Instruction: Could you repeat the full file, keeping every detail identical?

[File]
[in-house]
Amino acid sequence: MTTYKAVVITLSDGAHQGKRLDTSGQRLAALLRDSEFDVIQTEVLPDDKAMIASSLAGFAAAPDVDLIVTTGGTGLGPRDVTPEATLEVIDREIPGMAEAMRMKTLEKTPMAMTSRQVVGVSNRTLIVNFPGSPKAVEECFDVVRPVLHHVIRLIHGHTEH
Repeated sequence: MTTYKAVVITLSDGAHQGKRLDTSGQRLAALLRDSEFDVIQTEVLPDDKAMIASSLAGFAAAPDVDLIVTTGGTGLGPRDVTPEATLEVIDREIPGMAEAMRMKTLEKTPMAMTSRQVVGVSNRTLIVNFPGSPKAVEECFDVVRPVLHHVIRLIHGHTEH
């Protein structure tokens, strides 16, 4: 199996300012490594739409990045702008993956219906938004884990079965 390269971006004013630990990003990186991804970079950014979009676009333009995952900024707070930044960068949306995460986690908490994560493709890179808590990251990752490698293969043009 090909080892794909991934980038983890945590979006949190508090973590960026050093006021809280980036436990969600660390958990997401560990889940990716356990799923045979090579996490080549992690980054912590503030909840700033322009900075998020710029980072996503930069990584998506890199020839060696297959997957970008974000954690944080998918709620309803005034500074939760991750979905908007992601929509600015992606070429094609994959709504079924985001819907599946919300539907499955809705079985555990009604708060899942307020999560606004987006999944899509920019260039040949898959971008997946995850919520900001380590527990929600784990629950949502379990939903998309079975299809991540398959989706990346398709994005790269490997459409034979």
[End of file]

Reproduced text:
[in-house]
Amino acid sequence: MTTYKAVVITLSDGAHQGKRLDTSGQRLAALLRDSEFDVIQTEVLPDDKAMIASSLAGFAAAPDVDLIVTTGGTGLGPRDVTPEATLEVIDREIPGMAEAMRMKTLEKTPMAMTSRQVVGVSNRTLIVNFPGSPKAVEECFDVVRPVLHHVIRLIHGHTEH
Repeated sequence: MTTYKAVVITLSDGAHQGKRLDTSGQRLAALLRDSEFDVIQTEVLPDDKAMIASSLAGFAAAPDVDLIVTTGGTGLGPRDVTPEATLEVIDREIPGMAEAMRMKTLEKTPMAMTSRQVVGVSNRTLIVNFPGSPKAVEECFDVVRPVLHHVIRLIHGHTEH
């Protein structure tokens, strides 16, 4: 199996300012490594739409990045702008993956219906938004884990079965 390269971006004013630990990003990186991804970079950014979009676009333009995952900024707070930044960068949306995460986690908490994560493709890179808590990251990752490698293969043009 090909080892794909991934980038983890945590979006949190508090973590960026050093006021809280980036436990969600660390958990997401560990889940990716356990799923045979090579996490080549992690980054912590503030909840700033322009900075998020710029980072996503930069990584998506890199020839060696297959997957970008974000954690944080998918709620309803005034500074939760991750979905908007992601929509600015992606070429094609994959709504079924985001819907599946919300539907499955809705079985555990009604708060899942307020999560606004987006999944899509920019260039040949898959971008997946995850919520900001380590527990929600784990629950949502379990939903998309079975299809991540398959989706990346398709994005790269490997459409034979």